LS IS MORE (some text hidden)
By Jonathan Crouch
The ultimate Lexus is this one, the LS luxury saloon. This comes only in LS 500h hybrid form these days and it'll be a rare sight on our roads. Jonathan Crouch takes a look at what's on offer.
Ten Second Reviewword count: 58
With this fifth generation version of its large luxury saloon, the LS, Lexus looks to showcase all it can be. This time round, there's a non-Plug-in hybrid petrol 3.5-litre V6 beneath the bonnet and the option of AWD if you want it. What hasn't changed is that luxury, refinement and sheer attention to detail still get top billing.
Backgroundword count: 214
The Lexus LS. Back in 1989, the launch of the original version of this model redefined what a luxury saloon should be, the engineers behind it tasked to create nothing less than 'the best luxury car in the world'. Few would argue that they succeeded. It seems rather ridiculous now to remember that back then, the European makers who ruled the flagship four-door market sector defined luxury as being as much about wood and leather as it was about ride and refinement. Thanks to this Japanese brand, cars of this kind were finally transformed from boardroom barges to the technological showcases buyers had a right to expect from their inflated price tags. Today, the LS is still a technological showcase, but it isn't the obvious segment choice that it was for a brief period in the early Nineties until the European opposition caught up. The engineers have been working on that though, the result being the fifth generation version we're going to look at here, a boardroom segment full-Luxury saloon that claims to break new ground in design, technology and performance, and extending the boundaries of automotive luxury. That's quite a claim when other rivals in this segment include contenders as accomplished as the Mercedes S-Class, the BMW 7 Series and the Audi A8.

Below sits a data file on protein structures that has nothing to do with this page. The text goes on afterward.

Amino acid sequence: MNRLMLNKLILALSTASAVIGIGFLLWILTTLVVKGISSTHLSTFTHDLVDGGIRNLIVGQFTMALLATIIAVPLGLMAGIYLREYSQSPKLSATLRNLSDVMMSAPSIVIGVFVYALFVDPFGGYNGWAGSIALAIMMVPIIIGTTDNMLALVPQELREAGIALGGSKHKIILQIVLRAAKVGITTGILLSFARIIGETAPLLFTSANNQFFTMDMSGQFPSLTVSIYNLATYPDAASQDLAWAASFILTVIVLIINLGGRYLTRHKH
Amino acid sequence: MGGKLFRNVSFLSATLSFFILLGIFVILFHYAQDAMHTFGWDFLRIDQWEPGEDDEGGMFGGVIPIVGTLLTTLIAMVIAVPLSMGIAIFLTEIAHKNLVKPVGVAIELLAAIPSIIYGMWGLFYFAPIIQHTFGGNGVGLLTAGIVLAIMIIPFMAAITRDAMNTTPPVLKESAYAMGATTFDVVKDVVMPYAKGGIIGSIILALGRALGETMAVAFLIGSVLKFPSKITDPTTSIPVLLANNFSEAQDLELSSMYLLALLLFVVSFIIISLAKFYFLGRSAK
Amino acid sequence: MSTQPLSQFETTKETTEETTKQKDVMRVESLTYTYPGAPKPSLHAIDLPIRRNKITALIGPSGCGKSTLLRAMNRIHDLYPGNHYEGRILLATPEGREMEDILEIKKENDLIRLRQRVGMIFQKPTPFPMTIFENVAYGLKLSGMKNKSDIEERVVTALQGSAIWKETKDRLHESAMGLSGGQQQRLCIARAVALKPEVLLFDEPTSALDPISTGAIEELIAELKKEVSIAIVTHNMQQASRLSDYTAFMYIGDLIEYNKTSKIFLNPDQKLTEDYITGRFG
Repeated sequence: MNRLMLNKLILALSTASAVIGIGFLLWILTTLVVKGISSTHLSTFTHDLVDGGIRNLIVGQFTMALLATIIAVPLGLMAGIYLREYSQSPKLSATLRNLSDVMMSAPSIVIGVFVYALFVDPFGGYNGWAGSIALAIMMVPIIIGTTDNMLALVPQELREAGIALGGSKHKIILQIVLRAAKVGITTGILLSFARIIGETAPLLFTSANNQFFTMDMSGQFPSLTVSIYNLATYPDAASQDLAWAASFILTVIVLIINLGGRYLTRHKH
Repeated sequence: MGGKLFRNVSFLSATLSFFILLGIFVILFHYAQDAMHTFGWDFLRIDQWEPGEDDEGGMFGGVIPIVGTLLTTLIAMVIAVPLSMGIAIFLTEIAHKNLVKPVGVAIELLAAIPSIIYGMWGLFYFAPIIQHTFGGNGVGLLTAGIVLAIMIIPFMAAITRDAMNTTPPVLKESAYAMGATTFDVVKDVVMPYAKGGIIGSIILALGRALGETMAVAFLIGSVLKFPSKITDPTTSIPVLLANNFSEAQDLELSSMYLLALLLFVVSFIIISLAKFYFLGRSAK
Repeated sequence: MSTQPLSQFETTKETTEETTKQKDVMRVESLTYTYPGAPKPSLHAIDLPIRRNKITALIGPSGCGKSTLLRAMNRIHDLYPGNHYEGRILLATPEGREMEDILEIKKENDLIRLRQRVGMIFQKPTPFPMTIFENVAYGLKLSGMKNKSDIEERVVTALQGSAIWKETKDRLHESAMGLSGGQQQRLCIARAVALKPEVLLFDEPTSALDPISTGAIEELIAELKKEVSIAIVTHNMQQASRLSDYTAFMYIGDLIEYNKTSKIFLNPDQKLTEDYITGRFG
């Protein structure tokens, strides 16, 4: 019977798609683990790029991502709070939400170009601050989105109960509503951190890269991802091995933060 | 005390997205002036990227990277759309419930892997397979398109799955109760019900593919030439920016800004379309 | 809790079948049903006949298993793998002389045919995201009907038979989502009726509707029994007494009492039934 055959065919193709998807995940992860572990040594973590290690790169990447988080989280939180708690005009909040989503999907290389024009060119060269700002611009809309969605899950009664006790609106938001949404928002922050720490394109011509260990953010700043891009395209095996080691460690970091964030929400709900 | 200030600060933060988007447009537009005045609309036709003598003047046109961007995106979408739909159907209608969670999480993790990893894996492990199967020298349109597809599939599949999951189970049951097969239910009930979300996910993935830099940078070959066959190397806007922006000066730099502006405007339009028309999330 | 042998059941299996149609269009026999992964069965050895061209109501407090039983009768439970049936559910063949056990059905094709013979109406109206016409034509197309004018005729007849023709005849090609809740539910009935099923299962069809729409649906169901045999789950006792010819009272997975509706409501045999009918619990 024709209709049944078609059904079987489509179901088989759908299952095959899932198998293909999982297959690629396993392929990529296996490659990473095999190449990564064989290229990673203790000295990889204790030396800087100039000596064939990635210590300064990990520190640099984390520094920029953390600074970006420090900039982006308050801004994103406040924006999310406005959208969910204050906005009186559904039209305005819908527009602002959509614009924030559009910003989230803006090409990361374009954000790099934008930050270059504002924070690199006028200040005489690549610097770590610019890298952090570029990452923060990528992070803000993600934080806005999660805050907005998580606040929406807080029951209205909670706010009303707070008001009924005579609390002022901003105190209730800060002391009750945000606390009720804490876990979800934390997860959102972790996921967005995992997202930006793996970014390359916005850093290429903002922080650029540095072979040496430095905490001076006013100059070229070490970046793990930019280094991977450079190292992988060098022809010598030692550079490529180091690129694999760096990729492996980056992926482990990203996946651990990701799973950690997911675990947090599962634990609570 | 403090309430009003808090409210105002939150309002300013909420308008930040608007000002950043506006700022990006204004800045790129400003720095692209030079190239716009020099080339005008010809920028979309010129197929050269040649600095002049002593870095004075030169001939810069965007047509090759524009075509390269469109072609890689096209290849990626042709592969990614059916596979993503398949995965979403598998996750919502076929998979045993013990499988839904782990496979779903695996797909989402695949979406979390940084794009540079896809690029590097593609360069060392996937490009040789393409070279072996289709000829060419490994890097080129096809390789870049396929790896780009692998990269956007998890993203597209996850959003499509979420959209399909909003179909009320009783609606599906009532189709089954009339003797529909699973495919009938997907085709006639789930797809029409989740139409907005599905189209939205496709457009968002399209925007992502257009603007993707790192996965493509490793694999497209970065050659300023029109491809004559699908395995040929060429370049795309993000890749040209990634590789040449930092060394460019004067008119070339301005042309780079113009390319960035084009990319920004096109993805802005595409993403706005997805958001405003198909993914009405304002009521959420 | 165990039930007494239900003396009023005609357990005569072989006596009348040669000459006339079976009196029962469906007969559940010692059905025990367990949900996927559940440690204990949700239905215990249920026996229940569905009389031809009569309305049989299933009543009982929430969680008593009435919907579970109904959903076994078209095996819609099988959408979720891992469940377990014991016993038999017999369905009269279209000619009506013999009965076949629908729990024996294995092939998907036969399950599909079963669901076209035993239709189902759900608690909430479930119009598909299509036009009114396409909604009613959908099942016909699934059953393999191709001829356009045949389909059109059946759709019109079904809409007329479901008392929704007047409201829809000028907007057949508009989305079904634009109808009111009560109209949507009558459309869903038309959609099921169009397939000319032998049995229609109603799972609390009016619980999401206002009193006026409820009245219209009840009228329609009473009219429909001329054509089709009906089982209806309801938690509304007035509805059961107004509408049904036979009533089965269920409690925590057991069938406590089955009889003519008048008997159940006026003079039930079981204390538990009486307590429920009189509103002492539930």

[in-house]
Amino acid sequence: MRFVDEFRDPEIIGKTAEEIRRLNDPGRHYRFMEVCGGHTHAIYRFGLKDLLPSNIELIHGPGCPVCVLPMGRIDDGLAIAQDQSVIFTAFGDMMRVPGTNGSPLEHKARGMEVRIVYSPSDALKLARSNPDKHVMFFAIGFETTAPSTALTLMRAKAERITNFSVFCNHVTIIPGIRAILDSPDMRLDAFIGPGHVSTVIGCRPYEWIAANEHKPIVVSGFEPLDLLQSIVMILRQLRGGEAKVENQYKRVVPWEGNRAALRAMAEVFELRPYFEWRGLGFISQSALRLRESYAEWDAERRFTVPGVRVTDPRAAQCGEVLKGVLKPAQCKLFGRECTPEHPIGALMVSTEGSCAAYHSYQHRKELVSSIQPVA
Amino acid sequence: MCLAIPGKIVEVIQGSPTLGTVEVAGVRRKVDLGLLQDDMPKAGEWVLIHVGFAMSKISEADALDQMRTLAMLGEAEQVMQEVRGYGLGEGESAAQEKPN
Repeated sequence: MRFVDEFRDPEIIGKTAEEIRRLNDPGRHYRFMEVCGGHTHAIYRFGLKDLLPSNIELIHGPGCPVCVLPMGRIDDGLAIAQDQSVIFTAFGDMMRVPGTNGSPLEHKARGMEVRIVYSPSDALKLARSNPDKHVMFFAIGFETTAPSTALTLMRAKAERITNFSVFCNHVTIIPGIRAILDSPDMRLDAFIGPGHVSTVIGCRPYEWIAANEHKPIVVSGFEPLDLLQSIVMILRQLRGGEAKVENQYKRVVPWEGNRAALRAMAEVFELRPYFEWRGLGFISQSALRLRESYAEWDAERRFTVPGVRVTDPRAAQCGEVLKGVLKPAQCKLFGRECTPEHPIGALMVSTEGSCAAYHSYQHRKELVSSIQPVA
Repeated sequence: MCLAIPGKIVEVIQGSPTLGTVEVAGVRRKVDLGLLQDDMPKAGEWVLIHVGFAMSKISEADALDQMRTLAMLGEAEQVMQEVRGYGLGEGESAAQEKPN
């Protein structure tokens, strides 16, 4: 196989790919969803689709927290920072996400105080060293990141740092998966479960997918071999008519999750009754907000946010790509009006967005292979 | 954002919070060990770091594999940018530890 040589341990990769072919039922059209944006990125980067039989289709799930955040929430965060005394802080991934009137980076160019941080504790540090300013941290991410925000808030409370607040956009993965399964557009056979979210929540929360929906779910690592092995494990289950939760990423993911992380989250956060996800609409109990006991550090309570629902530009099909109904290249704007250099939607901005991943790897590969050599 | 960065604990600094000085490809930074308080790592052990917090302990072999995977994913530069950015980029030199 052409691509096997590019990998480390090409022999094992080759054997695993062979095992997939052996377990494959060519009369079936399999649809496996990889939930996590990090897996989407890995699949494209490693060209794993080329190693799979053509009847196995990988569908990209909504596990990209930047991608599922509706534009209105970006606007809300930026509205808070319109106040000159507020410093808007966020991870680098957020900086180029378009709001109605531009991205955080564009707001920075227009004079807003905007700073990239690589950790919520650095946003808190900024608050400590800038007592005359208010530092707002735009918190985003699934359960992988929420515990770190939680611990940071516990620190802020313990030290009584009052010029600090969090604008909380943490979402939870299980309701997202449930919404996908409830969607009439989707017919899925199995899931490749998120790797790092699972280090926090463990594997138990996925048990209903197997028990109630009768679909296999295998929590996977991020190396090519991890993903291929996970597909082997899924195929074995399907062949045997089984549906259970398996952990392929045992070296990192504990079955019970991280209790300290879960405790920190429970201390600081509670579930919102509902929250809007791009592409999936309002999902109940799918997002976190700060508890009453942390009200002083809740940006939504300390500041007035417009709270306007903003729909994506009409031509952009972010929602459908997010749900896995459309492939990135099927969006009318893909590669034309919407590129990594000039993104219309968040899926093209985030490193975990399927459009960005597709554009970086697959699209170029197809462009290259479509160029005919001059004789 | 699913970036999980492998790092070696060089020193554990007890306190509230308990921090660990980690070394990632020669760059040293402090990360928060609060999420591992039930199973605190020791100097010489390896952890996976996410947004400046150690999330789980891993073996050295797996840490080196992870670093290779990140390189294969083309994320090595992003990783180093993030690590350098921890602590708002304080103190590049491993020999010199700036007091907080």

Driving Experienceword count: 204
Only one engine is offered, the normally aspirated 3.5-litre petrol V6 fitted to the single LS500h model, which puts out 295bhp but is boosted by a hybrid system to produce a 'total system output' of 354bhp. This package powers the rear wheels in most models which are suspended at each corner by multi-link suspension units. There's also an AWD version available for those wanting it. In other markets, this powerplant comes fitted with twin turbochargers; unfortunately, we don't get that version here, which means that the engine has quite a job on shifting nearly 2.5-tonnes of Oriental real estate. Still, 62mph from rest is dispatched on just 5.4s in the rear-driven variants, en route to a top speed that as usual in cars of this kind is artificially restricted at 155mph. As for handling, well the LS has, to be frank, never previously been a very rewarding thing to drive, something that historically hasn't mattered to the core customer base of lazy Americans and retired Europeans. But Lexus needs to reach out beyond these people, particularly in the British market. Has it done so here? Not really, though buyers do get a 'Drive Mode Select' system that sharpens steering feel and reduces body roll.
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Category: Luxury Saloons and Estates
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